Mark Mulcahy on his compassionate album ‘The Gus’ – Metro US

Mark Mulcahy on his compassionate album ‘The Gus’

Mark Mulcahy on his compassionate album 'The Gus'
Ken Maiuri

Mark Mulcahy may have released one of the most meaningful political records of the year with his new album “The Gus”. Not by presenting any answers or sloganeering, but by simply writing with the qualities of someone who actually listens to what his neighbors have to say instead of casting them aside. 

In many ways, “The Gus” is a very different record than the one-time Miracle Legion and Polaris frontman has made in the past. Inspired by the writing of George Saunders, he decided to narrow his focus on smaller details of specific characters and their everyday lives. The recording process was also something he wished to change up from his usual routine, with a revolving cast of musicians from song-to-song including J. Mascis of Dinosaur Jr. showing up here and there. 

“I have a lot of songs about desperate people who you wouldn’t necessarily think about having compassion for. At the same time, if somebody does something horrible, there’s got to be some desperation,” – Mark Mulcahy

Mark Mulcahy

Mark Mulcahy. Photo: Rich Murray 

“Typically, I would make a record to make a statement or to document where I am at that minute,” says Mulcahy, over the phone. “It’s 19 whatever, or 20 whatever and here it is. For this record, I worked a little harder than I normally do, I suppose.” 

Much like his last record, his 2017 opus, “The Possum in the Driveway”, Mulcahy has delivered an album that takes on a focused and emotional arc in lieu of simply a collection of fleshed-out singles. The characters he outlines in “The Gus” represent everyday Americans acting out of desperation given their unfortunate circumstances. As a poignant and sympathetic writer, these character studies by Mulcahy show an understanding that this kind of desperation should not be confused with bad intentions. Maybe robbing a store will get you out of your dead-end town? Maybe voting for someone based on their promises will help shine a spotlight on a state that most people only fly over? There is a reason for the decisions people make, even if they end up doing more harm than good. 

“I think most people are happy to disagree,” says Mulcahy on the political approach of the new record. “I think it’s just one end or the other that can’t let anything go. In terms of writing about things, generally, I have a lot of songs about desperate people who you wouldn’t necessarily think about having compassion for. At the same time, if somebody does something horrible, there’s got to be some desperation. I’ve always wanted to write about that. I don’t know how many times I’ve succeeded. It’s easy to write about ‘f–k you’. But I’m thinking about your end too.”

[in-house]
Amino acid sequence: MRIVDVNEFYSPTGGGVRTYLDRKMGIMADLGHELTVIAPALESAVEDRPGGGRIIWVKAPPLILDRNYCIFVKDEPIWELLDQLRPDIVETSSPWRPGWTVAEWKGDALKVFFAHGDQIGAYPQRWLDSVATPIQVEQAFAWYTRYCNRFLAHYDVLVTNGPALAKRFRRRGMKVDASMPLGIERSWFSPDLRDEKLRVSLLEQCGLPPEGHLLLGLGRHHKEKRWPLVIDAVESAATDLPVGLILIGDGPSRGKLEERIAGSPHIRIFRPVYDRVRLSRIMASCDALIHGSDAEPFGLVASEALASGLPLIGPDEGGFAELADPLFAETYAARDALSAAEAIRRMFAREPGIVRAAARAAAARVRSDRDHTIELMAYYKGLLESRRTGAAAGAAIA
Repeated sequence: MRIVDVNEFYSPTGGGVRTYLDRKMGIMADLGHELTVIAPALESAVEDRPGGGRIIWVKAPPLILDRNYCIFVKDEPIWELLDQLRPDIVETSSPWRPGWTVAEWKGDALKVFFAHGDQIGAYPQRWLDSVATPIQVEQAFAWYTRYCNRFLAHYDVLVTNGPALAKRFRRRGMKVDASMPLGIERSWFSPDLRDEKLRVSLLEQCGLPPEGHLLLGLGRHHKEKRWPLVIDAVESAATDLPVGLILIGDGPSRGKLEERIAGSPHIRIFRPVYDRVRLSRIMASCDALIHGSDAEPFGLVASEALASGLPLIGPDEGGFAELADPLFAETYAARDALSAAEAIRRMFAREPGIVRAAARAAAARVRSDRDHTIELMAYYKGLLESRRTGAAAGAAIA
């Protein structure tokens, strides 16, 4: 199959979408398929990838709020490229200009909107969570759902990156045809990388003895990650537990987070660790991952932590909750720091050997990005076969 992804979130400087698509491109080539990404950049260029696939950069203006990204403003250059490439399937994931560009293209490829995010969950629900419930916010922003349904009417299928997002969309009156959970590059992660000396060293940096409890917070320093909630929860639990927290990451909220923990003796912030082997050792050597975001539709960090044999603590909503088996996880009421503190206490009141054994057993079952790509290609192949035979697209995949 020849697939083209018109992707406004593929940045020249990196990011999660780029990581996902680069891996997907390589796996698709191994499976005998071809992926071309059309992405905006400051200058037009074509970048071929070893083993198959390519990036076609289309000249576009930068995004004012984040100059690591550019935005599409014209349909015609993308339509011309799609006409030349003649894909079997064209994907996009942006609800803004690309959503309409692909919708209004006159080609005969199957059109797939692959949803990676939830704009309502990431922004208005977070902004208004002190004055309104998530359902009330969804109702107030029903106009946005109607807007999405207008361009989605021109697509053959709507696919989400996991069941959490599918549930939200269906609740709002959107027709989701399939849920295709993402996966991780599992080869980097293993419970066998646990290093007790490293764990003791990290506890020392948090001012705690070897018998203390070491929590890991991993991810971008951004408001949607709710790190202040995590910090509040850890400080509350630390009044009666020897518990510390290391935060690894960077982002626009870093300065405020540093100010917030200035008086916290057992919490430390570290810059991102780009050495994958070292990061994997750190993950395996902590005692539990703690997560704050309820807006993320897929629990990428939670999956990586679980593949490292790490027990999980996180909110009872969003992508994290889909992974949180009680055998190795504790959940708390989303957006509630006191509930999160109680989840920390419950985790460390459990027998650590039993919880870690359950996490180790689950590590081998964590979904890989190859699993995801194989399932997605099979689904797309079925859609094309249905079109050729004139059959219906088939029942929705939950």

Crafting the perfect sequence of “The Gus” was of the utmost importance to Mulcahy, as it is with all of his projects. But with this record, it seemed absolutely essential. After all, you wouldn’t jump into a show midseason, would you? 

“Because of the way I came up, the album is what I know,” he explains. “Once I was having drinks with David Thomas of Pere Ubu, and he made this great speech about how the album as an art form. We were talking about shuffle and how people are not qualified to decide the order. Because I really put a lot of time into all of that stuff. I put a lot of time into side A and Side B. It’s a struggle to figure everything out and make the best order you can. I would not want to give that up but at the same time, this is the world… One of the things that bugs me the most is when they play ‘We Are the Champions’ [by Queen on ‘News of the World’] and they don’t play that little bit after. If that doesn’t come on, I’m stuck.” 

The opening track on the album, “Wicked World”, ranks up with Mulcahy’s most emotionally affecting songs and perhaps one of the most powerful opening tracks on an album you are bound to hear this year. It’s the kind of tearjerker only Mulcahy can really write. With Rainn Phoenix taking the second verse of the song and adding harmonies with Mulcahy, it hits you when you aren’t looking and lays you to bed when you lose consciousness. I ask Mulcahy if he aims for the heartstrings with songs like this one, or if he surprises himself in the process. 

“I don’t really try. I don’t have a plan or anything. It just happens that way. Somebody once told me, ‘You were sent to make people cry.’ Including myself! I played a gig at this festival in England, I was doing a song that I’ve done plenty of times and I was just weeping. People can tell because you can’t sing anymore. It’s obvious. I sort of apologized a little bit. But that’s what it’s supposed to do. It’s the same for me as it is for you. I’m as much a listener as I am a maker.” 

Make sure to catch Mark Mulcahy on the road this Fall.

Stream “The Gus” by Mark Mulcahy below…   

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